When You’re Expecting Twins, Triplets or Quads
One of the nice results of the surge in births of multiples has been the publication of several new books devoted to the challenges and rewards of giving birth to twins, triplets and higher. Just a few short years ago, expectant parents of multiples had just one or two books they could read to prepare for their pregnancies, and the only books in the marketplace presented tales of impending difficulties.
Dr. Barbara Luke, the director of a highly successful prenatal program for mothers of multiples at the University of Michigan in Ann Arbor, has summarized some of the recent advances in prenatal care in a new paperback published by HarperPerennial, ‘When You’re Expecting Twins, Triplets or Quads’.
The 300-page paperback (published in the fall of 1999) covers all facets of pregnancy, injecting dozens of first-person perspectives from women who have been a part of the Multiples Clinic in Ann Arbor, into chapters with such titles as ‘The Food Factor: Eating Right When You’re Pregnant with Twins or Supertwins’, ‘Pregnancy Complications: How to Lower Your Risk’, ‘Giving Birth to All Those Babies’ and ‘Survival Tips for Those Crazy First Months at Home’.
And the book keeps an even-keeled approach to the pregnancies, detailing the challenges that most pregnant mothers of multiples will face, but offering words of support in several different areas, including the possibility of breast-feeding multiples, having natural childbirth vs. a C-Section, carrying multiples for close to full-term and delivering healthy, large babies. In particular, the book excels when giving out proper dietary advice for expectant moms of multiples.
Dr. Luke states that her Michigan clinic has produced triplets that weigh an average of 35 percent more at birth than typical triplet births and that two out of every three newborns from mothers at their clinic weigh more than five and a half pounds at birth (double the average of multiple-gestation pregnancies).
The book frankly explains the challenges await the mother of multiples but tries to present a strategy to prolong the pregnancies as long as possible. With 50 percent of twin pregnancies, 90 percent of triplet pregnancies and virtually all quads-and-higher pregnancies resulting in premature births (prior to 37 full weeks), ‘Expecting Twins’ divides a pregnancy into six time zones and sets a goal for moms of making it through their current time zone (weeks 20-24, weeks 25-28, etc.) and make it into the next zone. For several reasons (health, costs, size of baby), the longer the pregnancy and less time at the hospital for the mother the better, and Dr. Luke’s book tries to guide women to as close to full-term pregnancies as possible.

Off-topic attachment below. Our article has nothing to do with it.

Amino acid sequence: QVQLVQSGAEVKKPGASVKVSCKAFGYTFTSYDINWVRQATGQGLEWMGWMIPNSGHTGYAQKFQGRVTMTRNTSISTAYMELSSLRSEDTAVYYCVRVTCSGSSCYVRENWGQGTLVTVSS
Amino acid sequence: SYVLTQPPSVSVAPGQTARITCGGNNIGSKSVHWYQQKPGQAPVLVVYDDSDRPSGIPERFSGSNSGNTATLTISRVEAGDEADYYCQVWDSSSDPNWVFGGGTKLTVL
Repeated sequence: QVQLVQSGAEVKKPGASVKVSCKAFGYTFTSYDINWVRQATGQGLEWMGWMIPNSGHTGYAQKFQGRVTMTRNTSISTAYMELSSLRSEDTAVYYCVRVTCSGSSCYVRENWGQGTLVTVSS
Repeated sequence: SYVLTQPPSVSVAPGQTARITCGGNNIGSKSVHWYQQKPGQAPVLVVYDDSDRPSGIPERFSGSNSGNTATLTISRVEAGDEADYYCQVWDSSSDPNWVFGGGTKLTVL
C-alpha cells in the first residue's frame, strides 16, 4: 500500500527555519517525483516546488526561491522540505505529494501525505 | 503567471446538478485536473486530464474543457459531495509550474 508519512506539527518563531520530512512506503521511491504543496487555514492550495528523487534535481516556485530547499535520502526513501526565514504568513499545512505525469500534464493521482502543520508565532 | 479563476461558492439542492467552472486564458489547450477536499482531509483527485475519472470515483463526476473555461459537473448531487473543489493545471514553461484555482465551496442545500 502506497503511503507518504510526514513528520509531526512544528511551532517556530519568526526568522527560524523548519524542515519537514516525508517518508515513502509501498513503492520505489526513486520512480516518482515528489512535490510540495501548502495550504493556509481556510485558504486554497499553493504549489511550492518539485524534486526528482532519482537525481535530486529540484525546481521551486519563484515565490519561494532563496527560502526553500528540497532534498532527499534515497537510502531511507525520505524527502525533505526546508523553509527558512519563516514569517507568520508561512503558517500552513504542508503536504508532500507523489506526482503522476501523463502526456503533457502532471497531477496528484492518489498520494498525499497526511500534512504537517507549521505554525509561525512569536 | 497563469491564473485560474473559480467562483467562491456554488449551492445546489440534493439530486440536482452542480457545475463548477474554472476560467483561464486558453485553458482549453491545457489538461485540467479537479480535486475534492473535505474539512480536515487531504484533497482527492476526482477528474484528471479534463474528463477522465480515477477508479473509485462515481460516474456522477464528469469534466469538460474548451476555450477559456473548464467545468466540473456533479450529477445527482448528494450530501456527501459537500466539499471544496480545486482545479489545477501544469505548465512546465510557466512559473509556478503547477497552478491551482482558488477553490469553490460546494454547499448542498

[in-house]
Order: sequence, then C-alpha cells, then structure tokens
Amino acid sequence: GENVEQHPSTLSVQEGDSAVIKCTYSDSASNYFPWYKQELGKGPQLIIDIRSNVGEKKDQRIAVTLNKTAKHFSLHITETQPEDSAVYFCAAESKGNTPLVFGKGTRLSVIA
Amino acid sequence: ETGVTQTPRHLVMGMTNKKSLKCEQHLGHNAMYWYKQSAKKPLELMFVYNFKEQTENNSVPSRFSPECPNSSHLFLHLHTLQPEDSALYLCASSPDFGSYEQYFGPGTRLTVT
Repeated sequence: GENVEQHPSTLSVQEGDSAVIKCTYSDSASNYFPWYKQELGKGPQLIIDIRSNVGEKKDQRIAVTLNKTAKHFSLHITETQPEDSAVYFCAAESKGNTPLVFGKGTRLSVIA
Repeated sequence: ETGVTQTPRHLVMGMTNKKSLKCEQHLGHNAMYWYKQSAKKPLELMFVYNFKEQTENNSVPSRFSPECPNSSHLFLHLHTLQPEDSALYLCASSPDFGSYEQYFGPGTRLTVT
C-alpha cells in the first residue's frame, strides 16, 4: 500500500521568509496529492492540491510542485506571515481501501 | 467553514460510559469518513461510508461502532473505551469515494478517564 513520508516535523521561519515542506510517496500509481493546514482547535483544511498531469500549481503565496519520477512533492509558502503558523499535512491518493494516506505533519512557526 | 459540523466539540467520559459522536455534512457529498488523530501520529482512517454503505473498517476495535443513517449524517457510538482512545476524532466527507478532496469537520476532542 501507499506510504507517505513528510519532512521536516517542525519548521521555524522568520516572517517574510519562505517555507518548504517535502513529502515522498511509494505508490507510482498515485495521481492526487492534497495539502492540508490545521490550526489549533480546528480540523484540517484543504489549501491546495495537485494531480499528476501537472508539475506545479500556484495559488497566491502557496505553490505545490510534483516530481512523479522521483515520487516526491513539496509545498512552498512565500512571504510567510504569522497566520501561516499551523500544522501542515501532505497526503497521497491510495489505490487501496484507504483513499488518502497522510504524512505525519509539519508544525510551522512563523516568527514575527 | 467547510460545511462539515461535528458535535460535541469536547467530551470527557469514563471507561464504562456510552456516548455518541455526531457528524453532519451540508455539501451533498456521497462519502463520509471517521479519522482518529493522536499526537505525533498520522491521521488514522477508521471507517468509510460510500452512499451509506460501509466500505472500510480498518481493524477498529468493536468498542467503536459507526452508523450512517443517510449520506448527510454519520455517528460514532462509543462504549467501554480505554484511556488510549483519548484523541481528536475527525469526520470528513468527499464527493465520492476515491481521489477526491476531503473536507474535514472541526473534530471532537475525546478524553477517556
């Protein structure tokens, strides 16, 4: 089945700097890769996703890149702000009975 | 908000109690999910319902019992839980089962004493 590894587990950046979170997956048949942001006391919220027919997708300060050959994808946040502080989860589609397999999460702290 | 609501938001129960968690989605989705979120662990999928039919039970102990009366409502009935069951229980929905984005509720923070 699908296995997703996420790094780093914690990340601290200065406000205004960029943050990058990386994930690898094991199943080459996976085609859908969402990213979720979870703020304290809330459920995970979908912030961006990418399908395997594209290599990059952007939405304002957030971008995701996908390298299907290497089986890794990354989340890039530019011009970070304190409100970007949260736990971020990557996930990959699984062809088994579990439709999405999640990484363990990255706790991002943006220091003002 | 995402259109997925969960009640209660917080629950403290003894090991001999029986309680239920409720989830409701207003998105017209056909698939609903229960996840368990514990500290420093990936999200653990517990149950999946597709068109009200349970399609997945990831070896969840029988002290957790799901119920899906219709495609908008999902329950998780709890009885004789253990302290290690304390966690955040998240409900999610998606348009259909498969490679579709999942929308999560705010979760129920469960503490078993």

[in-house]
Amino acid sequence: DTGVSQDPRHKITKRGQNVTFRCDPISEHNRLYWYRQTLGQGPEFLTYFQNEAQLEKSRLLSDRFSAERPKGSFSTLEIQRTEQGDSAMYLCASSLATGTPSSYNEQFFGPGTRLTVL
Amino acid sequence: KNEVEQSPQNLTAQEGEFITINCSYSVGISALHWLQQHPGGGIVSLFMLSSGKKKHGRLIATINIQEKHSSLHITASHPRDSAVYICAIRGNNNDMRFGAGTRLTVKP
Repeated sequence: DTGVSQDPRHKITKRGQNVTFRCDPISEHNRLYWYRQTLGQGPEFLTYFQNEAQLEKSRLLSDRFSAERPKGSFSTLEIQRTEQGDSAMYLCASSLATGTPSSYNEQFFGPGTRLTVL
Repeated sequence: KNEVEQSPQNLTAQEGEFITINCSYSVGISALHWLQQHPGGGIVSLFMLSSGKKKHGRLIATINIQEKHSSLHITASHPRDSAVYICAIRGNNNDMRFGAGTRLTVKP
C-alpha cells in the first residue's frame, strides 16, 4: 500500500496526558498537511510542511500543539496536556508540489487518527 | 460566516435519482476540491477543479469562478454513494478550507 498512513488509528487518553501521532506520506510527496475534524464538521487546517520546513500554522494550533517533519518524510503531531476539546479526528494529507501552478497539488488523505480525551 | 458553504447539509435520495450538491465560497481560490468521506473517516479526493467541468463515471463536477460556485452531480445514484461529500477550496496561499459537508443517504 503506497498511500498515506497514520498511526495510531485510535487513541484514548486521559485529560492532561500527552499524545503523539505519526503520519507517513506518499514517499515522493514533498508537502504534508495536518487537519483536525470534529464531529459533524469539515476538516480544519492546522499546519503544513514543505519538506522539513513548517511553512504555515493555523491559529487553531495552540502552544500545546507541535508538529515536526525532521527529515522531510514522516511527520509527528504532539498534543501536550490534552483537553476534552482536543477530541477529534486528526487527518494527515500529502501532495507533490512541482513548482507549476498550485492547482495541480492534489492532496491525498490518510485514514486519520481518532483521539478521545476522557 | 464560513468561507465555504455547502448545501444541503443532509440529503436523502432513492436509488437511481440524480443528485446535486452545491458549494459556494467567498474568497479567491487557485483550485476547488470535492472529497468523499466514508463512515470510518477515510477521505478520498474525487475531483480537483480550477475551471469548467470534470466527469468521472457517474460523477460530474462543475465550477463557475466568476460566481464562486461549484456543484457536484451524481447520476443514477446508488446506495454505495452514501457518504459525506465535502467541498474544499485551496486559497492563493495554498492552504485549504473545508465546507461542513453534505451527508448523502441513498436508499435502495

One interesting aspect of multiple births that Dr. Luke discusses is that most twins, triplets and quads are better prepared to be born prematurely than singletons. “Multiples generally are more mature developmentally than are singletons of the same gestation age, and they are therefore ready to be born two to three weeks sooner,” Dr. Luke relates. So, despite the facts that most multiples are born pre full-term, that’s not necessarily a tremendously dangerous situation, a theme which is hammered home throughout the book.
This drawing depicts a sideways view of 24 weeks’ gestation of births of singletons, twins, triplets and quads.
The triplet mom at 24 weeks may look like a singleton mom would appear at 36 weeks and her uterus would be about 33 inches around, or the size of a smallish beach ball. And at 24 weeks, the mom of quads might look as large as a standard pregnancy’s mom at 40 weeks. She would be full-term size, with her uterus 36 inches around.
|Type of Birth||Typical Arrival Time||Other Factors|
|Singletons||40 Weeks||5% Born Before 35 Weeks
1% Born Before 31 Week
|Twins||36 Weeks||35% Born Before 35 Weeks
10% Born Before 31 Week
|Triplets||32 Weeks||80% Born Before 35 Weeks
30% Born Before 31 Week
|Quads||30 Weeks||No Stats Available|
Buy When You’re Expecting Twins, Triplets or Quads at Amazon.Com,